Into the Wild
These amazing micro-dwellings in the heart of the Rocky Mountains were designed by architecture students of the University of Colorado Denver. Located on a sleep hillside in the middle of a pine forest near the small town Leadville, these cabins serve as dormitories for the Colorado Outward Bound School, a nonprofit organization that focuses their work on outdoor education by expeditionary learning to enhance leadership skills, boost self-esteem and connect the students with nature.
These 14 cabins, each around 13m² to 18m² consist of two main elements: a steel frame and a box, that is clad in hot-rolled steel, which is durable and requires little maintenance. The boxes as well as the surrounding porch, which are supported by the steel frame are raised from the ground to reduce the environmental impact. The frame acts as a storage for outdoor equipment like bikes, kayaks and skies and supports the snow-proof roof, made out of corrugated metal. While the walls and the plywood for the interior were prefabricated, the structure was constructed on site and completed in three weeks.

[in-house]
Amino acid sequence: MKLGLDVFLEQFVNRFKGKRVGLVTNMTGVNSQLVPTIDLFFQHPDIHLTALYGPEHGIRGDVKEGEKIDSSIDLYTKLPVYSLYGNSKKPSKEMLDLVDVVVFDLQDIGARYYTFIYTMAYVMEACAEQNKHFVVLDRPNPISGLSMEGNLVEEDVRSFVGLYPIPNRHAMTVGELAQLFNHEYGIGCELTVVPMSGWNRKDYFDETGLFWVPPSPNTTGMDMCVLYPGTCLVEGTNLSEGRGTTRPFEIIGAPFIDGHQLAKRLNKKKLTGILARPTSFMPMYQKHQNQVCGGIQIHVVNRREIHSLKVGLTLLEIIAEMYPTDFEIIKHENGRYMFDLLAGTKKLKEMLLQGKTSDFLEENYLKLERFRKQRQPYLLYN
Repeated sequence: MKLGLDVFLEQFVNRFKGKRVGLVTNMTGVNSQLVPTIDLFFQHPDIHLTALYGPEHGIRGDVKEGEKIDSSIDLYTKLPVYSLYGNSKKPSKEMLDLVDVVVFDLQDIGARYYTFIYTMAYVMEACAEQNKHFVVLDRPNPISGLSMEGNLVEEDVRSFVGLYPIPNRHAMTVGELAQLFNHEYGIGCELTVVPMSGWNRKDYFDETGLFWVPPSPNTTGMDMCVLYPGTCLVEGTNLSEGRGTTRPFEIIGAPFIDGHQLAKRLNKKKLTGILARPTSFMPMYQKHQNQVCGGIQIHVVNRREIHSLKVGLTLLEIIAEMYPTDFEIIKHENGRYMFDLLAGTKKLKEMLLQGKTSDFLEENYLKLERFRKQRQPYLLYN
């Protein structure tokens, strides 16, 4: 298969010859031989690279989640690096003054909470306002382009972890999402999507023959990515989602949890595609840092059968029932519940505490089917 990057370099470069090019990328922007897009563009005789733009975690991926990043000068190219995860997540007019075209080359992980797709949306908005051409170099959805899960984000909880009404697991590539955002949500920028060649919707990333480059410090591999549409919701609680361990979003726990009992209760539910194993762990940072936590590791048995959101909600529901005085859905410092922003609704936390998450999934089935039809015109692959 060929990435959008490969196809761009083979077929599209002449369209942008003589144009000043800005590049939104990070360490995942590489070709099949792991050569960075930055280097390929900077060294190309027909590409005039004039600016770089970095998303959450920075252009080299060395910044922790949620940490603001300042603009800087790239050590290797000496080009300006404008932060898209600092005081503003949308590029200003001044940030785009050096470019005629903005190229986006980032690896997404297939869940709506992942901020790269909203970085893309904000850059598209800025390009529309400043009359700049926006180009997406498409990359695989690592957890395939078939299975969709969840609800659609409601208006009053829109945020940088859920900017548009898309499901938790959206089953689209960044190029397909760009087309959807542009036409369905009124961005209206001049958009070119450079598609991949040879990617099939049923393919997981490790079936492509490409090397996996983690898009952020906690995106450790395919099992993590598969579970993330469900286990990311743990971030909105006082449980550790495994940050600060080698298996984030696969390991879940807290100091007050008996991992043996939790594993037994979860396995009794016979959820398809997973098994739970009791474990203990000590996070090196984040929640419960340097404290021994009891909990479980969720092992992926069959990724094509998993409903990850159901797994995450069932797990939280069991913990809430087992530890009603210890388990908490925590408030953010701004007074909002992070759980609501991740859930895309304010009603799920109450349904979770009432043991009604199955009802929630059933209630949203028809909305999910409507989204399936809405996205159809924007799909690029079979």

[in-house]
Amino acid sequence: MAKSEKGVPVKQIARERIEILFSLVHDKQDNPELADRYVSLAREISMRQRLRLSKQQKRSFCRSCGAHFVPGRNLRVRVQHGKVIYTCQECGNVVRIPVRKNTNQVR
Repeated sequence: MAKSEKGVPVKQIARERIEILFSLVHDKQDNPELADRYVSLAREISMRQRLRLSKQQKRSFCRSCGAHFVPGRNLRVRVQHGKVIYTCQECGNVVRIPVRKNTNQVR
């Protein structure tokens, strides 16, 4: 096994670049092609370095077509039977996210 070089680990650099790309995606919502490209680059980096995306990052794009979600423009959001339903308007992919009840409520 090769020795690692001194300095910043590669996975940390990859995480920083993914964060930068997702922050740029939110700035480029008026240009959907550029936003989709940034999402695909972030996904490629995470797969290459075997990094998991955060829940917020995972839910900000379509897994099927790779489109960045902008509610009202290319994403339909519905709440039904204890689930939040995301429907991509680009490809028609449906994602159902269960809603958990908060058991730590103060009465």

The materials as well as the design itself blend harmoniously into the surrounding and keeps the visual impact of the structures at its minimum.
The interior of the cabins is minimalistic but meets all needs of the occupants. Milled birch plywood with integrated beds, desks and storage spaces creates a warm atmosphere and intensifies the connection with the surrounding trees.
The views from the private spaces are directed to the trees and the distant mountains, while the views from the public areas in the cabin are directed to the outdoor social spaces, that emerge from the organization of the cabins in relation to each other.
For more information about the project, have a look at the links below:
Another interesting project by the students of the University of Colorado: